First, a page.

66° Degrees North: Journey to the Blue Lagoon

Welcome to the Blue Lagoon. Twenty minutes from Iceland’s airport or 45 minutes from Reykjavek city center, this is paradise, this is the Disneyland of Iceland, this is one place you really should put on your bucket list.

IMG_7802Things to know before you arrive:

Tip #1: Buy your entrance ticket to the Blue Lagoon online. The cost is the same as the door prices, about $40 (a bit more if you want to rent a robe and towel), but it will save you the thirty minute plus wait time you’ll experience weaving back and forth between retractable belt stanchions. (This is what I mean about being like Disneyland.)

Tip#2: If you want a massage, facial or algae sea wrap (oh yes), book ahead. Their team of five massage therapists can’t keep up with the demand of hundreds of visitors a day from around the world. Simply book online by filling out a form requesting your treatment and preferred dates and times. Even though I tried booking a week ahead, I still didn’t get my preferred date/time. You’ll have to be flexible. Massages start at around $75 and go up from there, but the costs are within reason for a world-class spa.

Tip #3: Do buy a bar of Icelandic Chocolate at the Blue Cafe. The creamy rich cacao is exactly what the body needs after an invigorating soak in the lagoon. You can also buy sandwiches, sushi and salad from the display coolers. I loved my mango smoothie made with skyr–Icelandic yogurt. Similar in texture to Greek yogurt, it’s thick but made with skim milk so it’s half the fat and double the protein–the best thing I’ve discovered since turning 40!IMG_7842Tip #4: Don’t wear your expensive swimsuit, (you know the one you paid too much for because you think it makes you look skinny?) The water content is so rich in minerals and salt my nice black swimsuit just wasn’t the same. The good news is, whatever suit you do wear, unlike many European spas, you get to keep it on! Swimsuits are mandatory in the lagoon as well as the two shared steam rooms and sauna.

The Lagoon:

IMG_1375Brighter than the sky, the ethereal glowing blue waters seem to turn the world upside down. The contrast against the jagged black lava rock makes the lagoon feel even more otherworldly.IMG_7831Steamy haze fills the air shrouding visitors in a kind of welcomed privacy. Though people are everywhere, there’s a sense that each has found their own escape. Ahhh….IMG_7826The milky quality of the water comes from the high sulfer, silica and salt content–renowned for helping skin disorders.IMG_1382As you wade around, you can find what I call “little hot pockets.” On average, the temperature is between 99-102 degrees, but where the water first emerges from the pipeline, it can get much hotter.IMG_1380This aerial shot shows the central peninsula. Most of the people you see are gathered around the drink bar. In the distance, the power plant regulating the temperature and water flow of this man-made geothermal hot spot launches steam into the air. About the middle of the photo, between the peninsula and power plant, is the In-Water Spa Treatment Area. For my birthday Cooper booked me an Energizing and Nourishing Algae Treatment. Two hours of bliss! Here’s a photo taken from the website.

My treatment began with me lying in the water on a floating mattress, hot towels arranged over top to keep me warm while one limb after another was scrubbed with “salt glow” to a fine sheen. (Seriously ouchy.) Once through, I was slipped into a plastic bag while simultaneously covered in black algae and sealed like a Ziplock from neck to toe. With the aid of a floating neck pillow and the therapists hands, I was suspended in the water, gently towed until my mind became one with a strand of sea kelp. Ask me anything you want to know about sea kelp and I can tell you exactly how they feel drifting, massaged by the currents, sensing life around them. After emerging from my plastic cocoon, I was again massaged from limb to limb, but this time with comforting oil. As the ad promised, I felt totally renewed.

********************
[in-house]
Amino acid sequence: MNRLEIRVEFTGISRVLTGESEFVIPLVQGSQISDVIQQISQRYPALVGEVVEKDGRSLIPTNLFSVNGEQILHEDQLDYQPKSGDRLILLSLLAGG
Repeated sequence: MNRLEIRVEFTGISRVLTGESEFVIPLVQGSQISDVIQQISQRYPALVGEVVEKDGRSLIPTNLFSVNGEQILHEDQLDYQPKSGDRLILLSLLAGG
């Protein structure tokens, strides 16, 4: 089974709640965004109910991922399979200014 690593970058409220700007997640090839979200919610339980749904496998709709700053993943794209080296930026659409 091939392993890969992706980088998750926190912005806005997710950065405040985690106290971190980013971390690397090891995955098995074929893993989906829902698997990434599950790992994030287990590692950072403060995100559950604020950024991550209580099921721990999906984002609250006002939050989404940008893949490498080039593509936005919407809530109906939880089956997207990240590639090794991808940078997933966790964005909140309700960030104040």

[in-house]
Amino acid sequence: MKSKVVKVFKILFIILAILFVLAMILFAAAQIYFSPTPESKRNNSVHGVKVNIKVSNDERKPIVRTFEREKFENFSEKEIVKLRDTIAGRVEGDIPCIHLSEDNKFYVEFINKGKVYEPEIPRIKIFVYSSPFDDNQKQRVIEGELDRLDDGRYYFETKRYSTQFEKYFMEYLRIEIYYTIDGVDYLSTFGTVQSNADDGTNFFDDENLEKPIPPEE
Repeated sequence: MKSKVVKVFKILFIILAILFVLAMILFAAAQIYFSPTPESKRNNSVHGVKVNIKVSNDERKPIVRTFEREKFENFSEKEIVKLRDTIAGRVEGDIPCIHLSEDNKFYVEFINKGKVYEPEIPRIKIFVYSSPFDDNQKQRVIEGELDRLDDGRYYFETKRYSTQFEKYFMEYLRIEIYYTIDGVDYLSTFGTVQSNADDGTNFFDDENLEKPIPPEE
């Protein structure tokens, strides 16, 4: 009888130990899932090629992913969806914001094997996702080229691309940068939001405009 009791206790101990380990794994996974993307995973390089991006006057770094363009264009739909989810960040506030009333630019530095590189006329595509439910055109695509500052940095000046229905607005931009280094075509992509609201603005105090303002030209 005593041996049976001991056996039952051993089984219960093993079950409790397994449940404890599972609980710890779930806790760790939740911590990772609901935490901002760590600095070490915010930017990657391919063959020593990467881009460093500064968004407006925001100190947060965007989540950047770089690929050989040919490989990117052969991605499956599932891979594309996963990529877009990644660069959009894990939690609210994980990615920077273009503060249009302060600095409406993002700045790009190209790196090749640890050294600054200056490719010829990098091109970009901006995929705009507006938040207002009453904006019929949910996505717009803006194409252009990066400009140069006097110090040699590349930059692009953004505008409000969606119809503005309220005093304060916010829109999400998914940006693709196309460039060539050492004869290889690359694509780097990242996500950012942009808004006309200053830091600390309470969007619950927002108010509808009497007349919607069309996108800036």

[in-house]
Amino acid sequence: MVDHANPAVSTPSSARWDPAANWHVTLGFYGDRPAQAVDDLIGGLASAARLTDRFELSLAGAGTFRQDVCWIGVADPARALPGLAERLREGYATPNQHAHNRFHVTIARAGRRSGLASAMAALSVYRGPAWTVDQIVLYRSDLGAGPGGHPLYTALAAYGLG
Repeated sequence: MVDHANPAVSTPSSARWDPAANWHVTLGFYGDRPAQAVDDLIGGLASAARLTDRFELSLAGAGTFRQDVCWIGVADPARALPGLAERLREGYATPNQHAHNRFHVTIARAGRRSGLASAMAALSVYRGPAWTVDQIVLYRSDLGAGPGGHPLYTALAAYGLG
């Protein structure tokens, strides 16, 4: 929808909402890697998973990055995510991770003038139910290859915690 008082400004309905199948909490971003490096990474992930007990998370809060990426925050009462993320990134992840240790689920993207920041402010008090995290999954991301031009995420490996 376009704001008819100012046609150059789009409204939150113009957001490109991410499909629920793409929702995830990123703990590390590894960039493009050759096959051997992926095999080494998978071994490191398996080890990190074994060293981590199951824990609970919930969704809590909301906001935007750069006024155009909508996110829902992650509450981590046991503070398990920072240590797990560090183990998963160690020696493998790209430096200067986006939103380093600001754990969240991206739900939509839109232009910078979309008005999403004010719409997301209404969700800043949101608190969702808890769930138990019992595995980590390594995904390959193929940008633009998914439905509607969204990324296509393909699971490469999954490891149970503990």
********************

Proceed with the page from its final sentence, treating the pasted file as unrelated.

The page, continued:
I’m not sure I looked any younger, but I’d do it all again, even the painful salt rub to feel what it’s like to be a piece of kelp.IMG_7813

8 Comments on “66° Degrees North: Journey to the Blue Lagoon

    • The bridges added to the ambiance for sure. I noticed a lot of couples there. I think this locale would be the best place for a honeymoon or anniversary.

  1. I am so enjoying these posts. Now I want to go to Iceland! Great writing and pics. xo

  2. The Blue Lagoon…just the thought makes me relax. You didn’t mention the nudity in the shower room. Maybe you weren’t caught off guard as much as me. I was mortified! Not just for me but for every nude body I happened to see as I made my way out of the shower room. Did you buy some facial products? I’m still rationing out my body scrub and face mask. I’m determined to make it last for a year. Your tips sound perfect. Great job on capturing every detail. 🙂
    Xoxoxo
    Bobbi

    • Haha…guess I’m used to that living here in Sweden. I don’t think twice about seeing naked people in locker rooms or saunas. It’s all very na-tur-RAL. But I did appreciate that the swimsuits stayed on in the shared spaces–that’s unique for Europe. The bads (spa baths) in Germany, for example, you just hope the steam room is good and steamy:)

  3. I never in a million year would think I would want to go to Iceland. The spa treatments sounded heavenly. Thanks for these posts!

    • I know! Neither did I until a friend went and raved about it. It’s an amazing place. One of the best locales I’ve ever been to.

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